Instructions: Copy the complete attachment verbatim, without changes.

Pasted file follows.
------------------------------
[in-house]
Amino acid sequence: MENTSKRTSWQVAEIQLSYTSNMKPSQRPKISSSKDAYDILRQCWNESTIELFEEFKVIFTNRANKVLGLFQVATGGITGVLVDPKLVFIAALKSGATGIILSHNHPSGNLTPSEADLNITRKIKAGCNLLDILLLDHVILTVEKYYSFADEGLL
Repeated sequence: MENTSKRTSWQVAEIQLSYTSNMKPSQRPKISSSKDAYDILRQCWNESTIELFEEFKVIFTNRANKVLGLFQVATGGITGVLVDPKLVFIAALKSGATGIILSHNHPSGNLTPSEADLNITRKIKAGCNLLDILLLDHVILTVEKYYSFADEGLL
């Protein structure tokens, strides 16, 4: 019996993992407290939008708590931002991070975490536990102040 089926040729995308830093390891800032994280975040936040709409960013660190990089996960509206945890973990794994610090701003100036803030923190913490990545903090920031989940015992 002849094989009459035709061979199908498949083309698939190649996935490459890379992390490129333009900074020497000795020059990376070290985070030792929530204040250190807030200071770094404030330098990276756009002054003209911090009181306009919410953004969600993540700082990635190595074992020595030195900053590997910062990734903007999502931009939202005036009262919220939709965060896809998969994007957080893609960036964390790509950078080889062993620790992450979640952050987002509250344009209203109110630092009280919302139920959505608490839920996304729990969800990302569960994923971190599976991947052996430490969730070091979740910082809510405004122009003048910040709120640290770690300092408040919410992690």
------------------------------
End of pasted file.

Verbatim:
[in-house]
Amino acid sequence: MENTSKRTSWQVAEIQLSYTSNMKPSQRPKISSSKDAYDILRQCWNESTIELFEEFKVIFTNRANKVLGLFQVATGGITGVLVDPKLVFIAALKSGATGIILSHNHPSGNLTPSEADLNITRKIKAGCNLLDILLLDHVILTVEKYYSFADEGLL
Repeated sequence: MENTSKRTSWQVAEIQLSYTSNMKPSQRPKISSSKDAYDILRQCWNESTIELFEEFKVIFTNRANKVLGLFQVATGGITGVLVDPKLVFIAALKSGATGIILSHNHPSGNLTPSEADLNITRKIKAGCNLLDILLLDHVILTVEKYYSFADEGLL
């Protein structure tokens, strides 16, 4: 019996993992407290939008708590931002991070975490536990102040 089926040729995308830093390891800032994280975040936040709409960013660190990089996960509206945890973990794994610090701003100036803030923190913490990545903090920031989940015992 002849094989009459035709061979199908498949083309698939190649996935490459890379992390490129333009900074020497000795020059990376070290985070030792929530204040250190807030200071770094404030330098990276756009002054003209911090009181306009919410953004969600993540700082990635190595074992020595030195900053590997910062990734903007999502931009939202005036009262919220939709965060896809998969994007957080893609960036964390790509950078080889062993620790992450979640952050987002509250344009209203109110630092009280919302139920959505608490839920996304729990969800990302569960994923971190599976991947052996430490969730070091979740910082809510405004122009003048910040709120640290770690300092408040919410992690």